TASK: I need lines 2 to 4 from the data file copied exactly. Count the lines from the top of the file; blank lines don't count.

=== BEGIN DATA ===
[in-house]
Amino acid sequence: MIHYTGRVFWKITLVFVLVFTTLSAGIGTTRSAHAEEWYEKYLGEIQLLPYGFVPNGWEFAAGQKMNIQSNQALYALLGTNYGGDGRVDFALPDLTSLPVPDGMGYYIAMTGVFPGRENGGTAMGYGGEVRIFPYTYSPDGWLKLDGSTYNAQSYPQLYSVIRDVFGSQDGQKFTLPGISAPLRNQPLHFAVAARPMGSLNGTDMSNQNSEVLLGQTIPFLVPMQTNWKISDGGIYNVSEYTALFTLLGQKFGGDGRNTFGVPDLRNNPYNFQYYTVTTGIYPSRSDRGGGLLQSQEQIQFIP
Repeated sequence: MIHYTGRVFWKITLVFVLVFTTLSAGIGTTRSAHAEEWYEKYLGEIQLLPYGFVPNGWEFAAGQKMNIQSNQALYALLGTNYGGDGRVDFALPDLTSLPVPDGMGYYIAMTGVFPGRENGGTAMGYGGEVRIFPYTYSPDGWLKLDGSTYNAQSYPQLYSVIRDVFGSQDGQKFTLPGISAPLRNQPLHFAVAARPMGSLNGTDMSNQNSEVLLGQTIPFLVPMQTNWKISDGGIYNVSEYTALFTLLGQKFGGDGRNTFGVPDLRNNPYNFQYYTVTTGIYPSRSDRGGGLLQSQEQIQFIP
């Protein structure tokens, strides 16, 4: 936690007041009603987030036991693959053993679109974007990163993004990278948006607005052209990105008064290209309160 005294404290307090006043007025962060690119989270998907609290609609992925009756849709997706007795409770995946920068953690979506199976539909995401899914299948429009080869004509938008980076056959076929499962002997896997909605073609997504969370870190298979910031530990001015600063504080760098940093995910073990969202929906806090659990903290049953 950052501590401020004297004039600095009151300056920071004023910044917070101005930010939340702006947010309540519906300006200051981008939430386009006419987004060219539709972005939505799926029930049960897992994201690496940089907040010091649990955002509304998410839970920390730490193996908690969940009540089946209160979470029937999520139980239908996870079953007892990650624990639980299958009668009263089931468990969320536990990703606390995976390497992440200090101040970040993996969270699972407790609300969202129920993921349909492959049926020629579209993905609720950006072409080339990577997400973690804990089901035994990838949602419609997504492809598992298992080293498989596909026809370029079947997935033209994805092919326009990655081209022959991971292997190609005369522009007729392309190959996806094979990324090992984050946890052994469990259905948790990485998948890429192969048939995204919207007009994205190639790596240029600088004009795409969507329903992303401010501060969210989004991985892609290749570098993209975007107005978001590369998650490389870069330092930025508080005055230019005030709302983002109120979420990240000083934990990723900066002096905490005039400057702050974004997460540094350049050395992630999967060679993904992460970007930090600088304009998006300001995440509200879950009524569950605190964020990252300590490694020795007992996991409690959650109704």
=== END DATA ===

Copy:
Amino acid sequence: MIHYTGRVFWKITLVFVLVFTTLSAGIGTTRSAHAEEWYEKYLGEIQLLPYGFVPNGWEFAAGQKMNIQSNQALYALLGTNYGGDGRVDFALPDLTSLPVPDGMGYYIAMTGVFPGRENGGTAMGYGGEVRIFPYTYSPDGWLKLDGSTYNAQSYPQLYSVIRDVFGSQDGQKFTLPGISAPLRNQPLHFAVAARPMGSLNGTDMSNQNSEVLLGQTIPFLVPMQTNWKISDGGIYNVSEYTALFTLLGQKFGGDGRNTFGVPDLRNNPYNFQYYTVTTGIYPSRSDRGGGLLQSQEQIQFIP
Repeated sequence: MIHYTGRVFWKITLVFVLVFTTLSAGIGTTRSAHAEEWYEKYLGEIQLLPYGFVPNGWEFAAGQKMNIQSNQALYALLGTNYGGDGRVDFALPDLTSLPVPDGMGYYIAMTGVFPGRENGGTAMGYGGEVRIFPYTYSPDGWLKLDGSTYNAQSYPQLYSVIRDVFGSQDGQKFTLPGISAPLRNQPLHFAVAARPMGSLNGTDMSNQNSEVLLGQTIPFLVPMQTNWKISDGGIYNVSEYTALFTLLGQKFGGDGRNTFGVPDLRNNPYNFQYYTVTTGIYPSRSDRGGGLLQSQEQIQFIP
């Protein structure tokens, strides 16, 4: 936690007041009603987030036991693959053993679109974007990163993004990278948006607005052209990105008064290209309160 005294404290307090006043007025962060690119989270998907609290609609992925009756849709997706007795409770995946920068953690979506199976539909995401899914299948429009080869004509938008980076056959076929499962002997896997909605073609997504969370870190298979910031530990001015600063504080760098940093995910073990969202929906806090659990903290049953 950052501590401020004297004039600095009151300056920071004023910044917070101005930010939340702006947010309540519906300006200051981008939430386009006419987004060219539709972005939505799926029930049960897992994201690496940089907040010091649990955002509304998410839970920390730490193996908690969940009540089946209160979470029937999520139980239908996870079953007892990650624990639980299958009668009263089931468990969320536990990703606390995976390497992440200090101040970040993996969270699972407790609300969202129920993921349909492959049926020629579209993905609720950006072409080339990577997400973690804990089901035994990838949602419609997504492809598992298992080293498989596909026809370029079947997935033209994805092919326009990655081209022959991971292997190609005369522009007729392309190959996806094979990324090992984050946890052994469990259905948790990485998948890429192969048939995204919207007009994205190639790596240029600088004009795409969507329903992303401010501060969210989004991985892609290749570098993209975007107005978001590369998650490389870069330092930025508080005055230019005030709302983002109120979420990240000083934990990723900066002096905490005039400057702050974004997460540094350049050395992630999967060679993904992460970007930090600088304009998006300001995440509200879950009524569950605190964020990252300590490694020795007992996991409690959650109704």